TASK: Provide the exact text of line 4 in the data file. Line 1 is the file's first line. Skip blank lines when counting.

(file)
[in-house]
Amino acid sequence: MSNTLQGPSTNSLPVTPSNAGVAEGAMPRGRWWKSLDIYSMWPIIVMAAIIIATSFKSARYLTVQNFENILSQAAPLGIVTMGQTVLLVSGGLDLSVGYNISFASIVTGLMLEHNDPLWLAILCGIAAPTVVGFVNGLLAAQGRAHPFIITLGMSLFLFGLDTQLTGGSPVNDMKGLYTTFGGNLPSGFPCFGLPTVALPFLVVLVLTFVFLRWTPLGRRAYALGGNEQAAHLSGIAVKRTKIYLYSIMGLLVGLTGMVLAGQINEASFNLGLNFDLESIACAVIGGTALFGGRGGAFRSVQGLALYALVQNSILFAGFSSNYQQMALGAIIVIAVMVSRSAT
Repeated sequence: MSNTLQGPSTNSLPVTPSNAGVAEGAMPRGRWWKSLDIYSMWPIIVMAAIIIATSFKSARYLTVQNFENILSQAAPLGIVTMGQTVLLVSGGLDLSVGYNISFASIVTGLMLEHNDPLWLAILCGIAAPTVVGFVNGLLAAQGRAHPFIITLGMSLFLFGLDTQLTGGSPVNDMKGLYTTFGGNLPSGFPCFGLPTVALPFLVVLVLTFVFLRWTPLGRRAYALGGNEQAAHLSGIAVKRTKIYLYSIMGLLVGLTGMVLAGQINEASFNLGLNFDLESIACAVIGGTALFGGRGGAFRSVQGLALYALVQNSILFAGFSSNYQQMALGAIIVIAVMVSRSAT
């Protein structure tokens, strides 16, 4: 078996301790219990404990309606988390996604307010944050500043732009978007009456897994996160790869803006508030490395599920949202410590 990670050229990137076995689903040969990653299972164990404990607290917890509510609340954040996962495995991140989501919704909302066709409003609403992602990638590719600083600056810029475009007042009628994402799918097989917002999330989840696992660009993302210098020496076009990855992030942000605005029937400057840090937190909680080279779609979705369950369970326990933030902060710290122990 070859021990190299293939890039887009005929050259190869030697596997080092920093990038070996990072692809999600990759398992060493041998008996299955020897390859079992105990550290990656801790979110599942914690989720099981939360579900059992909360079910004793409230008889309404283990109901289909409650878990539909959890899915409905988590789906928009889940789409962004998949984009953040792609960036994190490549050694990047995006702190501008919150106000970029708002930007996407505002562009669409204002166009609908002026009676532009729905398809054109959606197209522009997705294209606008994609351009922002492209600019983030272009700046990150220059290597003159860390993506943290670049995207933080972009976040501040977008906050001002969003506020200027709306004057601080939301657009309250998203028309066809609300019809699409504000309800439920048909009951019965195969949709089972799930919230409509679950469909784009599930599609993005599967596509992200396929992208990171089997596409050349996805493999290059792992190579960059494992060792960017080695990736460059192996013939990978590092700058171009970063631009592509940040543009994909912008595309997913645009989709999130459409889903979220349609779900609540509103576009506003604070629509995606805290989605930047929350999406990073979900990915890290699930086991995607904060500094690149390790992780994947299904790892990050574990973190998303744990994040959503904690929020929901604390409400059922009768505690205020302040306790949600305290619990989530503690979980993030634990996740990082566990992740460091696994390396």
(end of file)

């Protein structure tokens, strides 16, 4: 078996301790219990404990309606988390996604307010944050500043732009978007009456897994996160790869803006508030490395599920949202410590 990670050229990137076995689903040969990653299972164990404990607290917890509510609340954040996962495995991140989501919704909302066709409003609403992602990638590719600083600056810029475009007042009628994402799918097989917002999330989840696992660009993302210098020496076009990855992030942000605005029937400057840090937190909680080279779609979705369950369970326990933030902060710290122990 070859021990190299293939890039887009005929050259190869030697596997080092920093990038070996990072692809999600990759398992060493041998008996299955020897390859079992105990550290990656801790979110599942914690989720099981939360579900059992909360079910004793409230008889309404283990109901289909409650878990539909959890899915409905988590789906928009889940789409962004998949984009953040792609960036994190490549050694990047995006702190501008919150106000970029708002930007996407505002562009669409204002166009609908002026009676532009729905398809054109959606197209522009997705294209606008994609351009922002492209600019983030272009700046990150220059290597003159860390993506943290670049995207933080972009976040501040977008906050001002969003506020200027709306004057601080939301657009309250998203028309066809609300019809699409504000309800439920048909009951019965195969949709089972799930919230409509679950469909784009599930599609993005599967596509992200396929992208990171089997596409050349996805493999290059792992190579960059494992060792960017080695990736460059192996013939990978590092700058171009970063631009592509940040543009994909912008595309997913645009989709999130459409889903979220349609779900609540509103576009506003604070629509995606805290989605930047929350999406990073979900990915890290699930086991995607904060500094690149390790992780994947299904790892990050574990973190998303744990994040959503904690929020929901604390409400059922009768505690205020302040306790949600305290619990989530503690979980993030634990996740990082566990992740460091696994390396």